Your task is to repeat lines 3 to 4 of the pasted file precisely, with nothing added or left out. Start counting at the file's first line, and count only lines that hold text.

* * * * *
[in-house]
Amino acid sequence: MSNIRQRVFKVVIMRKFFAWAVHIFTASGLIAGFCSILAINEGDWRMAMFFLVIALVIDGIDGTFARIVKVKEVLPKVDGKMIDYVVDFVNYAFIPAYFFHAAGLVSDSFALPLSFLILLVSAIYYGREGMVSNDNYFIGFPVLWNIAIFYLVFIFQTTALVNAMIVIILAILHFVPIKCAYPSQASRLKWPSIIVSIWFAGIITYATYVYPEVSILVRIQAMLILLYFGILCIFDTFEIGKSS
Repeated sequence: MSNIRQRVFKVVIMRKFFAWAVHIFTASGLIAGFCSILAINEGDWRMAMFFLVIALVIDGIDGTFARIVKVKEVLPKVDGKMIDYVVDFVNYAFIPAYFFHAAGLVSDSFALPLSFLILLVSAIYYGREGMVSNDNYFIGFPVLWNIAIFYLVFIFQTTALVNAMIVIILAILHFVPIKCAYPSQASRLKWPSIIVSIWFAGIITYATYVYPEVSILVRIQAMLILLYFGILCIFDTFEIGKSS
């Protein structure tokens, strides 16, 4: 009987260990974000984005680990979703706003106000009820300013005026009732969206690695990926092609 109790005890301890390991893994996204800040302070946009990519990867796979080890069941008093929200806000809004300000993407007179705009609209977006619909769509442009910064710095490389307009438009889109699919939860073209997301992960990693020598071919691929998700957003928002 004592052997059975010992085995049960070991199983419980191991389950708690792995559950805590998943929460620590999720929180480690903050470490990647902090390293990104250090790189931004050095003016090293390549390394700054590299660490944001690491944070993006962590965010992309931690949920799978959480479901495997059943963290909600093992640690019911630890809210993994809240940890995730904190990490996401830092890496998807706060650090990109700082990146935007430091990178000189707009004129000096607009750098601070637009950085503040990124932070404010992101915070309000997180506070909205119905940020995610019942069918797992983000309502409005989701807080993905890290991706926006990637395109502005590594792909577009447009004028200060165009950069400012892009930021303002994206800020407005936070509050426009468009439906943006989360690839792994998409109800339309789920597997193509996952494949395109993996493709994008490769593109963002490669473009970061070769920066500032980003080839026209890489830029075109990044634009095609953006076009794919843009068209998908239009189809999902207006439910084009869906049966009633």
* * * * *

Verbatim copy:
Repeated sequence: MSNIRQRVFKVVIMRKFFAWAVHIFTASGLIAGFCSILAINEGDWRMAMFFLVIALVIDGIDGTFARIVKVKEVLPKVDGKMIDYVVDFVNYAFIPAYFFHAAGLVSDSFALPLSFLILLVSAIYYGREGMVSNDNYFIGFPVLWNIAIFYLVFIFQTTALVNAMIVIILAILHFVPIKCAYPSQASRLKWPSIIVSIWFAGIITYATYVYPEVSILVRIQAMLILLYFGILCIFDTFEIGKSS
């Protein structure tokens, strides 16, 4: 009987260990974000984005680990979703706003106000009820300013005026009732969206690695990926092609 109790005890301890390991893994996204800040302070946009990519990867796979080890069941008093929200806000809004300000993407007179705009609209977006619909769509442009910064710095490389307009438009889109699919939860073209997301992960990693020598071919691929998700957003928002 004592052997059975010992085995049960070991199983419980191991389950708690792995559950805590998943929460620590999720929180480690903050470490990647902090390293990104250090790189931004050095003016090293390549390394700054590299660490944001690491944070993006962590965010992309931690949920799978959480479901495997059943963290909600093992640690019911630890809210993994809240940890995730904190990490996401830092890496998807706060650090990109700082990146935007430091990178000189707009004129000096607009750098601070637009950085503040990124932070404010992101915070309000997180506070909205119905940020995610019942069918797992983000309502409005989701807080993905890290991706926006990637395109502005590594792909577009447009004028200060165009950069400012892009930021303002994206800020407005936070509050426009468009439906943006989360690839792994998409109800339309789920597997193509996952494949395109993996493709994008490769593109963002490669473009970061070769920066500032980003080839026209890489830029075109990044634009095609953006076009794919843009068209998908239009189809999902207006439910084009869906049966009633």